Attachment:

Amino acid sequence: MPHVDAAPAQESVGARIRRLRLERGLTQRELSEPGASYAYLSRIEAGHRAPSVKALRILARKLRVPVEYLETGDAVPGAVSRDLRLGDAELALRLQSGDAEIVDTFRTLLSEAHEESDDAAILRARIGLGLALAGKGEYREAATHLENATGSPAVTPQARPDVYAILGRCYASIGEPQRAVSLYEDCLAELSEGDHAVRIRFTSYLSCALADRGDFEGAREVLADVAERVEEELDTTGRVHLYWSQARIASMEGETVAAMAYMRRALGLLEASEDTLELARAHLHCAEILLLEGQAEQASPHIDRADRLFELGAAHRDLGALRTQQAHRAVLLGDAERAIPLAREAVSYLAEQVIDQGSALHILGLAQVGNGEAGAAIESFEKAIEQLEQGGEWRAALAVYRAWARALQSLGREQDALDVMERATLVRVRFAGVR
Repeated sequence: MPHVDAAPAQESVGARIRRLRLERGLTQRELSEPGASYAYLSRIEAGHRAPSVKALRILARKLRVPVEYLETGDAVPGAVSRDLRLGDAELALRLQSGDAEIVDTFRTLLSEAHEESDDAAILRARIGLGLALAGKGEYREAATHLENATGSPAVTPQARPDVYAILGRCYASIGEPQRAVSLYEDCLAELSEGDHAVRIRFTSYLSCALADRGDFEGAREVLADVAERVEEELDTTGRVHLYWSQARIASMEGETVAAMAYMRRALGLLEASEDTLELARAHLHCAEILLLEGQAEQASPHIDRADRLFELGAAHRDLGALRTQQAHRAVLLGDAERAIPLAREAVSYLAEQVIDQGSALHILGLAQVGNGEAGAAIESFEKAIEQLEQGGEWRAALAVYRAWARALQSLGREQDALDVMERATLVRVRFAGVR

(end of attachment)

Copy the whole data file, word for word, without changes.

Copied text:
Amino acid sequence: MPHVDAAPAQESVGARIRRLRLERGLTQRELSEPGASYAYLSRIEAGHRAPSVKALRILARKLRVPVEYLETGDAVPGAVSRDLRLGDAELALRLQSGDAEIVDTFRTLLSEAHEESDDAAILRARIGLGLALAGKGEYREAATHLENATGSPAVTPQARPDVYAILGRCYASIGEPQRAVSLYEDCLAELSEGDHAVRIRFTSYLSCALADRGDFEGAREVLADVAERVEEELDTTGRVHLYWSQARIASMEGETVAAMAYMRRALGLLEASEDTLELARAHLHCAEILLLEGQAEQASPHIDRADRLFELGAAHRDLGALRTQQAHRAVLLGDAERAIPLAREAVSYLAEQVIDQGSALHILGLAQVGNGEAGAAIESFEKAIEQLEQGGEWRAALAVYRAWARALQSLGREQDALDVMERATLVRVRFAGVR
Repeated sequence: MPHVDAAPAQESVGARIRRLRLERGLTQRELSEPGASYAYLSRIEAGHRAPSVKALRILARKLRVPVEYLETGDAVPGAVSRDLRLGDAELALRLQSGDAEIVDTFRTLLSEAHEESDDAAILRARIGLGLALAGKGEYREAATHLENATGSPAVTPQARPDVYAILGRCYASIGEPQRAVSLYEDCLAELSEGDHAVRIRFTSYLSCALADRGDFEGAREVLADVAERVEEELDTTGRVHLYWSQARIASMEGETVAAMAYMRRALGLLEASEDTLELARAHLHCAEILLLEGQAEQASPHIDRADRLFELGAAHRDLGALRTQQAHRAVLLGDAERAIPLAREAVSYLAEQVIDQGSALHILGLAQVGNGEAGAAIESFEKAIEQLEQGGEWRAALAVYRAWARALQSLGREQDALDVMERATLVRVRFAGVR